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100x-Radio propagation noise

Frequency-selective time-varying fading causes a cloudy pattern to appear on a spectrogram. Time is shown on the horizontal axis, frequency on the vertical axis and signal strength as grey-scale intensity.

In wireless communications, fading is deviation or the attenuation that a carrier-modulated telecommunication signal experiences over certain propagation media. The fading may vary with time, geographical position and/or radio frequency, and is often modeled as a random process. A fading channel is a communication channel that experiences fading. In wireless systems, fading may either be due to multipath propagation, referred to as multipath induced fading, or due to shadowing from obstacles affecting the wave propagation, sometimes referred to as shadow fading.

Key concepts[]

The presence of reflectors in the environment surrounding a transmitter and receiver create multiple paths that a transmitted signal can traverse. As a result, the receiver sees the superposition of multiple copies of the transmitted signal, each traversing a different path. Each signal copy will experience differences in attenuation, delay and phase shift while traveling from the source to the receiver. This can result in either constructive or destructive interference, amplifying or attenuating the signal power seen at the receiver. Strong destructive interference is frequently referred to as a deep fade and may result in temporary failure of communication due to a severe drop in the channel signal-to-noise ratio.

A common example of multipath fading is the experience of stopping at a traffic light and hearing an FM broadcast degenerate into static, while the signal is re-acquired if the vehicle moves only a fraction of a meter. The loss of the broadcast is caused by the vehicle stopping at a point where the signal experienced severe destructive interference. Cellular phones can also exhibit similar momentary fades.

Fading channel models are often used to model the effects of electromagnetic transmission of information over the air in cellular networks and broadcast communication. Fading channel models are also used in underwater acoustic communications to model the distortion caused by the water. Mathematically, fading is usually modeled as a time-varying random change in the amplitude and phase of the transmitted signal.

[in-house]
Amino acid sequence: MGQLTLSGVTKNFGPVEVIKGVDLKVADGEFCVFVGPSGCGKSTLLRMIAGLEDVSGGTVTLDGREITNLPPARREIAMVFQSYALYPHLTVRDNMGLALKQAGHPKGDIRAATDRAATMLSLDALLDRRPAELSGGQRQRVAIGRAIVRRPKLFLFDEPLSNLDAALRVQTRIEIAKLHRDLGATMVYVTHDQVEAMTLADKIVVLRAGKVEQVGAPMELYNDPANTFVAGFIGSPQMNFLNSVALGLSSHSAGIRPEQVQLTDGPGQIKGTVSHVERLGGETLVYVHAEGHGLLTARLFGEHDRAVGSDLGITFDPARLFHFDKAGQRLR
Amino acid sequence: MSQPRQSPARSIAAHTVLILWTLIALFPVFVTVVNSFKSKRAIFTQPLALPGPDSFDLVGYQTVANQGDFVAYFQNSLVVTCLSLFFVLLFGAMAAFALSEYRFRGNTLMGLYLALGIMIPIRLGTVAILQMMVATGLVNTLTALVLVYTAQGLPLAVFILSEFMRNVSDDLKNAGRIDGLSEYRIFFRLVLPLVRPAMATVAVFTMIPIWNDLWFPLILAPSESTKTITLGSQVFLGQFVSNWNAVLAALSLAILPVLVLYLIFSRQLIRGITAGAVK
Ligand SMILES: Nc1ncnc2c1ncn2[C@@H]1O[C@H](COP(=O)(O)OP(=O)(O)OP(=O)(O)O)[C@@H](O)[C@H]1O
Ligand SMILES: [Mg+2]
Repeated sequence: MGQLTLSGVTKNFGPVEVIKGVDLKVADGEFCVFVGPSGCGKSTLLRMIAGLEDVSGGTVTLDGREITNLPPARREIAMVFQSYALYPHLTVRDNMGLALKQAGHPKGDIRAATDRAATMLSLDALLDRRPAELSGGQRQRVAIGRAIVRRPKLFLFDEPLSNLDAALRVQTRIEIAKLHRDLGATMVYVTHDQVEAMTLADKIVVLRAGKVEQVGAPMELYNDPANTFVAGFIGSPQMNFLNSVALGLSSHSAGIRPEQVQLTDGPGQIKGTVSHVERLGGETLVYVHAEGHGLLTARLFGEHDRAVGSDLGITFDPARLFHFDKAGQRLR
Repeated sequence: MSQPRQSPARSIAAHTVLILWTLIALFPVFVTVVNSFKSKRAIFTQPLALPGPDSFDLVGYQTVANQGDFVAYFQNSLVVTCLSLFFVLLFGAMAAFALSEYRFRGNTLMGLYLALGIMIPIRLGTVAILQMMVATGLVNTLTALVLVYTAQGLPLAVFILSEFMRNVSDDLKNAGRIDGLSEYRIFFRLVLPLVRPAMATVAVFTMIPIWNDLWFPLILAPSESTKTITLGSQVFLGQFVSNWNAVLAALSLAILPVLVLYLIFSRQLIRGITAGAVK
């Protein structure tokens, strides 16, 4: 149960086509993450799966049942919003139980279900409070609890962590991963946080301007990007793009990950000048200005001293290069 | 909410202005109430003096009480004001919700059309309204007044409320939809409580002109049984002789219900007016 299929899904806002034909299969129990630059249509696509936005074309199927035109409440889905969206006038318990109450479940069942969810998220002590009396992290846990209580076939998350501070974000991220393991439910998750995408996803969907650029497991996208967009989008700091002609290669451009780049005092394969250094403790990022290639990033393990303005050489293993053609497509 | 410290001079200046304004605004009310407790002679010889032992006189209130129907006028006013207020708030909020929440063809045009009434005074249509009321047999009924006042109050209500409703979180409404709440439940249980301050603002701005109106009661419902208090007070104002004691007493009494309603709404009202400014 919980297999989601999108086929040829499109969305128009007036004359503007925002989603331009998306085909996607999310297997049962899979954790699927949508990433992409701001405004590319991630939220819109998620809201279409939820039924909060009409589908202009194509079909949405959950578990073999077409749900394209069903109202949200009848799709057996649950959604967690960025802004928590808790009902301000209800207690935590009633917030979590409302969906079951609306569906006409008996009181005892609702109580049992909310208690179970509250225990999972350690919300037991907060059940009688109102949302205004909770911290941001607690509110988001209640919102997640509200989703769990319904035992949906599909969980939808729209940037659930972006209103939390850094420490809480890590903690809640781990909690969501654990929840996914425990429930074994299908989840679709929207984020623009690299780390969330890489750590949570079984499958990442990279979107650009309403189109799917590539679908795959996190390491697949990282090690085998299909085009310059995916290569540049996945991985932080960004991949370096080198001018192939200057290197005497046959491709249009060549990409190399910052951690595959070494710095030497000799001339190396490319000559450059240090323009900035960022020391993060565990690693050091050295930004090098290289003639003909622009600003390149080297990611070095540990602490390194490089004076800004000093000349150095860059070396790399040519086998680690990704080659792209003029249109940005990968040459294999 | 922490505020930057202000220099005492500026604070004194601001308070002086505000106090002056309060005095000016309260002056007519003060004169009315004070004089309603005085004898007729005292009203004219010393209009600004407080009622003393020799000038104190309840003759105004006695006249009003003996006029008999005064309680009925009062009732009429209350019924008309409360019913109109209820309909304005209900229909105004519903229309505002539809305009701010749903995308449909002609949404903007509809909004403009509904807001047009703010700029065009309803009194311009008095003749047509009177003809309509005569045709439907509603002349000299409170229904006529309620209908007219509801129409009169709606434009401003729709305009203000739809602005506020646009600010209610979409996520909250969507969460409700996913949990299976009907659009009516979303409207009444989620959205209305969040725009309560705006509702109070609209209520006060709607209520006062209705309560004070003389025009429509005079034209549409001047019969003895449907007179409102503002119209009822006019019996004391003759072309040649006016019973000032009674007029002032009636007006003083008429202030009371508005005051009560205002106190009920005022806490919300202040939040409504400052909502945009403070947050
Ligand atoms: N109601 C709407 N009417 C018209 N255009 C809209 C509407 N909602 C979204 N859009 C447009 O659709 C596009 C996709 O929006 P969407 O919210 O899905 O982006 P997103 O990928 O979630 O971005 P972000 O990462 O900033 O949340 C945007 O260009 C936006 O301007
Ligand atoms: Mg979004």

Mitigation[]

Fading can cause poor performance in a communication system because it can result in a loss of signal power without reducing the power of the noise. This signal loss can be over some or all of the signal bandwidth. Fading can also be a problem as it changes over time: communication systems are often designed to adapt to such impairments, but the fading can change faster than the adaptations can be made. In such cases, the probability of experiencing a fade (and associated bit errors as the signal-to-noise ratio drops) on the channel becomes the limiting factor in the link's performance.

The effects of fading can be combated by using diversity to transmit the signal over multiple channels that experience independent fading and coherently combining them at the receiver. The probability of experiencing a fade in this composite channel is then proportional to the probability that all the component channels simultaneously experience a fade, a much more unlikely event.

Diversity can be achieved in time, frequency, or space. Common techniques used to overcome signal fading include:

  • Diversity reception and transmission
  • OFDM
  • Rake receivers
  • Space–time codes
  • MIMO
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